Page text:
NAIROBI, Kenya, May 17 – One minute you are friends next you are foes and such is life.
For many people, it is never easy to accept and move on; after a relationship is over they tend to vent out in a way that may eventually hurt their partners.
But then, there are those who just want to blackmail, coerce or manipulate someone and usually take maximum advantage of anything that they have at hand that can ‘harm’ them.
They do all this in the name of revenge.
Detectives in Kenya say they receive “so many complaints” reported to the Cybercrime Unit and no one is spared by the wrath of cyber bullying, despite your social status.
People seeking political positions often fall victim to cyber bullying, where sensitive pictures or videos are shared on social media just a few days to voting, a well-calculated move by the culprits to ‘steal’ their support.
During the Jubilee Party primaries, video footage, allegedly of one of the Woman Representative aspirants went viral, attracting mixed reactions from city residents.
Though nothing disparaging is seen in the video, a curvy woman is seen wearing a short dress while in the kitchen preparing food.
The motive of sharing the video according to police was to paint her in a bad light among “sensitive voters – moral adherents.”
In Rwanda, one of the presidential aspirants Diane Shima is also a victim.
Someone leaked her nude photos, where she is seen striking poses.
As established by Capital FM News, there are hundreds of online platforms where people are permitted to post nude pictures in the name of exposing their ‘evil’ partners or revenging after a heartbreak experience.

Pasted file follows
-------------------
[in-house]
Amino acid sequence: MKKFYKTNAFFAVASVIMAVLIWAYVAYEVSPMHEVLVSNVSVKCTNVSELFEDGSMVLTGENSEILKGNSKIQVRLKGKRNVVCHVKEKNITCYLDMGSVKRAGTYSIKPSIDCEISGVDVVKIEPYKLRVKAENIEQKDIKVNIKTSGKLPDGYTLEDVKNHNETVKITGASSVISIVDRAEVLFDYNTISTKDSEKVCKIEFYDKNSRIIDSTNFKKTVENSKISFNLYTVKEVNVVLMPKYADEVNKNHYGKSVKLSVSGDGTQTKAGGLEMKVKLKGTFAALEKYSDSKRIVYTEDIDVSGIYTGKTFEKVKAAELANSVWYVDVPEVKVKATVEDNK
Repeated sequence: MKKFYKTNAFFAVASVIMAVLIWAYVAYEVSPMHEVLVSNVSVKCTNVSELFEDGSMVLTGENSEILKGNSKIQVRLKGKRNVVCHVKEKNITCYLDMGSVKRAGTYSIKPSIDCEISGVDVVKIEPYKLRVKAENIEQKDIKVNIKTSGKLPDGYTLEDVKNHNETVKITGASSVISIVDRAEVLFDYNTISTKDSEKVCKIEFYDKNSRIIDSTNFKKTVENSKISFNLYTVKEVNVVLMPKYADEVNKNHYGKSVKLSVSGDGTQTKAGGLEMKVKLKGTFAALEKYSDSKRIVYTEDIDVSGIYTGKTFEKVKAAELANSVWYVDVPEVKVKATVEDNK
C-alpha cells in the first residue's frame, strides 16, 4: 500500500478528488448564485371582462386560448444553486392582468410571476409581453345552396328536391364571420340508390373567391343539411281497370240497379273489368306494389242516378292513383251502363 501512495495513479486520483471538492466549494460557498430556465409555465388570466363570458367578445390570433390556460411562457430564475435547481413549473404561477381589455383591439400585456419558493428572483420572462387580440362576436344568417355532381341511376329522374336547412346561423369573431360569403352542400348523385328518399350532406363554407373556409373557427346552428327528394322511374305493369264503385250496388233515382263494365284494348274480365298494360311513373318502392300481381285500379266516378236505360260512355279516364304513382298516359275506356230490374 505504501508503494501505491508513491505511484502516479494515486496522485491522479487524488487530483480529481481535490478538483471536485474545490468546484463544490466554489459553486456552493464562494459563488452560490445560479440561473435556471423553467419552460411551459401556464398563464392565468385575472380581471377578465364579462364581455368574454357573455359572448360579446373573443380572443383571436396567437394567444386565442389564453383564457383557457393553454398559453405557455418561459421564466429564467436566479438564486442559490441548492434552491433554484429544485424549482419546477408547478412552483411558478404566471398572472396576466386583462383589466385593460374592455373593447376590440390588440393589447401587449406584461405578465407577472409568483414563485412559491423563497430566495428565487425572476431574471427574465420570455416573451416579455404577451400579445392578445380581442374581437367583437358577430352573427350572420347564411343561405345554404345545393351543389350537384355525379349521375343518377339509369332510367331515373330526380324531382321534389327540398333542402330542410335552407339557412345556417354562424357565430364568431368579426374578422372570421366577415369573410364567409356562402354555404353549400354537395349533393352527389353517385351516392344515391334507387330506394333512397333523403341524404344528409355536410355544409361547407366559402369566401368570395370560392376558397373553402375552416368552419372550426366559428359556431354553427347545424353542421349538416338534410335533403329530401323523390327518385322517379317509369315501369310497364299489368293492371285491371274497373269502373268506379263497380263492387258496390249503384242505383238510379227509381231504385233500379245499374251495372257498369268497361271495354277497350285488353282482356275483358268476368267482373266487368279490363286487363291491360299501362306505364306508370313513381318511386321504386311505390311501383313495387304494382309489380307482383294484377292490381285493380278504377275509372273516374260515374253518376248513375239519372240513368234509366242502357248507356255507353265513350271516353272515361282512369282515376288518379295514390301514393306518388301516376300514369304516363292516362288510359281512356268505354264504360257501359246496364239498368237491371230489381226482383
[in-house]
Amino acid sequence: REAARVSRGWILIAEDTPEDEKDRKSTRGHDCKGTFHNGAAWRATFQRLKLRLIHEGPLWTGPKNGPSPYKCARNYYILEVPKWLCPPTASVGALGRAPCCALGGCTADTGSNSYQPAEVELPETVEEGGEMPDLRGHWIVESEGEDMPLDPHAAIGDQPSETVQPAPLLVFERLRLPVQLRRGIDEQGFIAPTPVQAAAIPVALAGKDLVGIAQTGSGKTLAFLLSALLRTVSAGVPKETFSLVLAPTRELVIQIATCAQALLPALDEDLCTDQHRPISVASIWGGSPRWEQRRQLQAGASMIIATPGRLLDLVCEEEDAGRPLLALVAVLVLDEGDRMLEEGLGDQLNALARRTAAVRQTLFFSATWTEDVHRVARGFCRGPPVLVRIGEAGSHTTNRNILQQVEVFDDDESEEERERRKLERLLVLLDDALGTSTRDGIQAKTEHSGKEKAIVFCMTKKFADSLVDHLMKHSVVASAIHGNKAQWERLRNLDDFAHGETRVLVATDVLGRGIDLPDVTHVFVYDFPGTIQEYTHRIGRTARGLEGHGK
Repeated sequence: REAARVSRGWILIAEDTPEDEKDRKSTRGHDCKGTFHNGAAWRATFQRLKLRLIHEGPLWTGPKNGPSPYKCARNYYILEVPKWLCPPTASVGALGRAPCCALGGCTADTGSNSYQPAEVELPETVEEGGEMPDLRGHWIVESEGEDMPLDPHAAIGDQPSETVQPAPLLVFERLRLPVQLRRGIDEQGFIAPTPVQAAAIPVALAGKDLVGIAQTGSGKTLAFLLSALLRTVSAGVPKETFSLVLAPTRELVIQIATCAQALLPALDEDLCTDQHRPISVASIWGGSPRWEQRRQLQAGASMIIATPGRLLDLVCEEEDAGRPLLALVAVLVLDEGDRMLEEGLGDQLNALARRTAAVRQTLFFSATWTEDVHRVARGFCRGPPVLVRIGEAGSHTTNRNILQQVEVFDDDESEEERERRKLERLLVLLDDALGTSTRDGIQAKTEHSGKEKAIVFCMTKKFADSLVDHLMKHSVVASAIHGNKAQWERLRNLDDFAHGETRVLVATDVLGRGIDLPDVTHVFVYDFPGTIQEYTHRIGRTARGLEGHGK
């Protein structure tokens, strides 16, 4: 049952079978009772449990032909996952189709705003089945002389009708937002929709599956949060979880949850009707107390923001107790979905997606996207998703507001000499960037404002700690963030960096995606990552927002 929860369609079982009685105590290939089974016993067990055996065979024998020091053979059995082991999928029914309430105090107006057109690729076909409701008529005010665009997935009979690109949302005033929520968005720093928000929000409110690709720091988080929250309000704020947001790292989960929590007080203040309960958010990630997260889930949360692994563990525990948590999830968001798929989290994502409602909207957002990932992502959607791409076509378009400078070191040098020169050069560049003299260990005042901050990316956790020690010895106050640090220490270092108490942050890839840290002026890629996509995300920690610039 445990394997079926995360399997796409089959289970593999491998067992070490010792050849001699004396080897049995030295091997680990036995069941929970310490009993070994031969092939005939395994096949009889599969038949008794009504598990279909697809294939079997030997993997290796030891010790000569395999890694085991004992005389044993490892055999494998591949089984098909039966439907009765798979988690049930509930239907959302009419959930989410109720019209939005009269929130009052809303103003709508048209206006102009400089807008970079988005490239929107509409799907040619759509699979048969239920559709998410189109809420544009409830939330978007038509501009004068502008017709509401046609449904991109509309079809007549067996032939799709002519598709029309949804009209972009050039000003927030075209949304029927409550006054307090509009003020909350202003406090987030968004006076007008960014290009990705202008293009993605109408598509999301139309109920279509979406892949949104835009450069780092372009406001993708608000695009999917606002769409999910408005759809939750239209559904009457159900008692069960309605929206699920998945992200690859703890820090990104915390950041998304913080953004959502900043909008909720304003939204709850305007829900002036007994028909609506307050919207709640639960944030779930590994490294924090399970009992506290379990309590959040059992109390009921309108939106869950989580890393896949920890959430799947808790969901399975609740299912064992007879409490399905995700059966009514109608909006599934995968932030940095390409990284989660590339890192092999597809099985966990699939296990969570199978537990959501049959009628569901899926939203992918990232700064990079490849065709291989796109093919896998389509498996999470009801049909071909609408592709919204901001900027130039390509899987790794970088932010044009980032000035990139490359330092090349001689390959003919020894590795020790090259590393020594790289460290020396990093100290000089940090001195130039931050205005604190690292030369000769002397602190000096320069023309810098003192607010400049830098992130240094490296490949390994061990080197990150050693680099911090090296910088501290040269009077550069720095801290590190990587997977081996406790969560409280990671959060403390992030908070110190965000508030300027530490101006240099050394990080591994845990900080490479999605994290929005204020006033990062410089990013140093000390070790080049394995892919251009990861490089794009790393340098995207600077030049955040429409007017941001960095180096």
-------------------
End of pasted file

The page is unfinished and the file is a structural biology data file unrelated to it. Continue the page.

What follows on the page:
There are tens of Telegram groups whose main business is just that.
Hundreds of people have fallen victim after their pictures or videos were shared on such platforms, which eventually leak across other online platforms.
Other people do it for fun and more so sex pets who get irked after they are turned away by their target ‘prey’.
Beatrice (not her real name) is worried that her image will be soiled if naked pictures she had sent to a friend are leaked.
The friend has been blackmailing her with all manner of demands and he continues to have an upper hand even after she has met all of them.
“Now he wants me to give him a list of all the boyfriends I have ever had,” a traumatised Beatrice told Capital FM News.
“I innocently shared my photos with him because I trusted him …I thought he was mature.”
Her story is no different from thousands of others in the country, who are living with the fear of the unknown.
In such groups, people not only share videos and pictures of their targets but also screenshots their conversations and contacts.
Their purpose is to kill the inner soul of their target by humiliating, threatening and harassing them.
Rose (Not her real name) was exposed by her boyfriend of three years after a quarrel.
“It killed my personality completely…he shared everything. I don’t see my body the same way after the traumatising experience. I received calls from my relatives, colleagues at work who all wondered what was wrong with me,” she says.
“I still regret to date sending my pictures to him…I didn’t have his photos, that is why he did it.”
Capital FM News sought to know whether victims of such attacks report to the police or they just ‘die’ in silence after being humiliated.
Head of the Serious Crime Unit John Kariuki says there is the need for tougher legal measures to be put in place for the menace to be eliminated.
He laments that currently the investigation unit does not have any legal backing to pursue culprits and instead victims are referred to file civil suits.
“The law enforcement agencies have been using the Communications Act to deal with the cyber related cases but the section we used to use against those who are misusing social media was outlawed by one of the High Court judges leaving us in a precarious situation.”
“All the time, we are referring people to take civil remedy in court with their advocate until a Cyber Crime Act to deal with such offences is enacted. Another Judge found the defamation section in the penal code unconstitutional leaving us with nothing to deal with such cases.”
He, however, says the Computer Cyber Crime Bill, if passed into law, will empower detectives to deal with all forms of cybercrime.